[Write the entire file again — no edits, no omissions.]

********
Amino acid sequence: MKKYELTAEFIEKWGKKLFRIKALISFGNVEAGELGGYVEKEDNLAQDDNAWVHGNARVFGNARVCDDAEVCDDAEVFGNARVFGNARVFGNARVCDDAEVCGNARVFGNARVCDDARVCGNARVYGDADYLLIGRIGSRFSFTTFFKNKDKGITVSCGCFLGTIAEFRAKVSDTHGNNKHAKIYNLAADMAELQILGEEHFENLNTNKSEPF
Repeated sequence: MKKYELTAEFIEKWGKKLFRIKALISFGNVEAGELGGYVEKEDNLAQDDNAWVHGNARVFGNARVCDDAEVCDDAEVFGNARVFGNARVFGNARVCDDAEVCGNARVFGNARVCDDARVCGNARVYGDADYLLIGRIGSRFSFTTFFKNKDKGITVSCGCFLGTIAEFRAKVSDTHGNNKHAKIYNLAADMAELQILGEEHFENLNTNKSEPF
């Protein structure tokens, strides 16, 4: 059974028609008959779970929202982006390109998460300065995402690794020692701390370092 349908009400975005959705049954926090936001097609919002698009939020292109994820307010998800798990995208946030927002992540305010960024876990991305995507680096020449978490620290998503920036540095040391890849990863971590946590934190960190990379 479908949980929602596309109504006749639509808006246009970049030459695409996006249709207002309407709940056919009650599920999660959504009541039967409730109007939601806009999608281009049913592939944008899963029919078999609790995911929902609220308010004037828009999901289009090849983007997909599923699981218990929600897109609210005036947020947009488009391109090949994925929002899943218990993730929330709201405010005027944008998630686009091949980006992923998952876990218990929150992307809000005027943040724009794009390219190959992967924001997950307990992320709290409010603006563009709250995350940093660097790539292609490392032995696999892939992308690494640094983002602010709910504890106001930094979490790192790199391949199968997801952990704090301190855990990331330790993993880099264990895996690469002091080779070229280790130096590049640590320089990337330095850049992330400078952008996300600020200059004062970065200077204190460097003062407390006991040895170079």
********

Amino acid sequence: MKKYELTAEFIEKWGKKLFRIKALISFGNVEAGELGGYVEKEDNLAQDDNAWVHGNARVFGNARVCDDAEVCDDAEVFGNARVFGNARVFGNARVCDDAEVCGNARVFGNARVCDDARVCGNARVYGDADYLLIGRIGSRFSFTTFFKNKDKGITVSCGCFLGTIAEFRAKVSDTHGNNKHAKIYNLAADMAELQILGEEHFENLNTNKSEPF
Repeated sequence: MKKYELTAEFIEKWGKKLFRIKALISFGNVEAGELGGYVEKEDNLAQDDNAWVHGNARVFGNARVCDDAEVCDDAEVFGNARVFGNARVFGNARVCDDAEVCGNARVFGNARVCDDARVCGNARVYGDADYLLIGRIGSRFSFTTFFKNKDKGITVSCGCFLGTIAEFRAKVSDTHGNNKHAKIYNLAADMAELQILGEEHFENLNTNKSEPF
């Protein structure tokens, strides 16, 4: 059974028609008959779970929202982006390109998460300065995402690794020692701390370092 349908009400975005959705049954926090936001097609919002698009939020292109994820307010998800798990995208946030927002992540305010960024876990991305995507680096020449978490620290998503920036540095040391890849990863971590946590934190960190990379 479908949980929602596309109504006749639509808006246009970049030459695409996006249709207002309407709940056919009650599920999660959504009541039967409730109007939601806009999608281009049913592939944008899963029919078999609790995911929902609220308010004037828009999901289009090849983007997909599923699981218990929600897109609210005036947020947009488009391109090949994925929002899943218990993730929330709201405010005027944008998630686009091949980006992923998952876990218990929150992307809000005027943040724009794009390219190959992967924001997950307990992320709290409010603006563009709250995350940093660097790539292609490392032995696999892939992308690494640094983002602010709910504890106001930094979490790192790199391949199968997801952990704090301190855990990331330790993993880099264990895996690469002091080779070229280790130096590049640590320089990337330095850049992330400078952008996300600020200059004062970065200077204190460097003062407390006991040895170079």